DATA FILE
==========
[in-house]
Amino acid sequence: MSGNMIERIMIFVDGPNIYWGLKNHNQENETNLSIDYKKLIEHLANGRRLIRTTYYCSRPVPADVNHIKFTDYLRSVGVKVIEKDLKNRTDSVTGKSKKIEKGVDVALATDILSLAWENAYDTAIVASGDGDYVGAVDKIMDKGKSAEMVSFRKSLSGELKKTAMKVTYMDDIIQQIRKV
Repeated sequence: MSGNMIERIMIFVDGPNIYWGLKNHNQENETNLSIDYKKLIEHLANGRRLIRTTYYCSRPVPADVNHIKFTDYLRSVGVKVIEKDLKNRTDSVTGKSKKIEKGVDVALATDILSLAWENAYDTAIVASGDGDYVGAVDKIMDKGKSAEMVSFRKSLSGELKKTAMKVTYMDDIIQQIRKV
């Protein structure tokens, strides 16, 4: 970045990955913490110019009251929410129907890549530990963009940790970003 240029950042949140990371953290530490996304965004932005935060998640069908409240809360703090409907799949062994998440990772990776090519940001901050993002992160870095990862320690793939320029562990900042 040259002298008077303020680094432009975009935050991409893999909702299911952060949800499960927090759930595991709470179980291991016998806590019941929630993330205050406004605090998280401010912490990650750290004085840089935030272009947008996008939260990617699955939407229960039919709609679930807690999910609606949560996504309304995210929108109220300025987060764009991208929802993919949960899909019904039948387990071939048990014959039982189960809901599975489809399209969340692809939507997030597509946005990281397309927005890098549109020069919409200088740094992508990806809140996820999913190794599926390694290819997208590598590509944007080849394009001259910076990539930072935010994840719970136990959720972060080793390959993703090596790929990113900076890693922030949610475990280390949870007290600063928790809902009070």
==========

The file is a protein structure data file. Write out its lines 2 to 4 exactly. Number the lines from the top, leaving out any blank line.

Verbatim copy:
Amino acid sequence: MSGNMIERIMIFVDGPNIYWGLKNHNQENETNLSIDYKKLIEHLANGRRLIRTTYYCSRPVPADVNHIKFTDYLRSVGVKVIEKDLKNRTDSVTGKSKKIEKGVDVALATDILSLAWENAYDTAIVASGDGDYVGAVDKIMDKGKSAEMVSFRKSLSGELKKTAMKVTYMDDIIQQIRKV
Repeated sequence: MSGNMIERIMIFVDGPNIYWGLKNHNQENETNLSIDYKKLIEHLANGRRLIRTTYYCSRPVPADVNHIKFTDYLRSVGVKVIEKDLKNRTDSVTGKSKKIEKGVDVALATDILSLAWENAYDTAIVASGDGDYVGAVDKIMDKGKSAEMVSFRKSLSGELKKTAMKVTYMDDIIQQIRKV
């Protein structure tokens, strides 16, 4: 970045990955913490110019009251929410129907890549530990963009940790970003 240029950042949140990371953290530490996304965004932005935060998640069908409240809360703090409907799949062994998440990772990776090519940001901050993002992160870095990862320690793939320029562990900042 040259002298008077303020680094432009975009935050991409893999909702299911952060949800499960927090759930595991709470179980291991016998806590019941929630993330205050406004605090998280401010912490990650750290004085840089935030272009947008996008939260990617699955939407229960039919709609679930807690999910609606949560996504309304995210929108109220300025987060764009991208929802993919949960899909019904039948387990071939048990014959039982189960809901599975489809399209969340692809939507997030597509946005990281397309927005890098549109020069919409200088740094992508990806809140996820999913190794599926390694290819997208590598590509944007080849394009001259910076990539930072935010994840719970136990959720972060080793390959993703090596790929990113900076890693922030949610475990280390949870007290600063928790809902009070």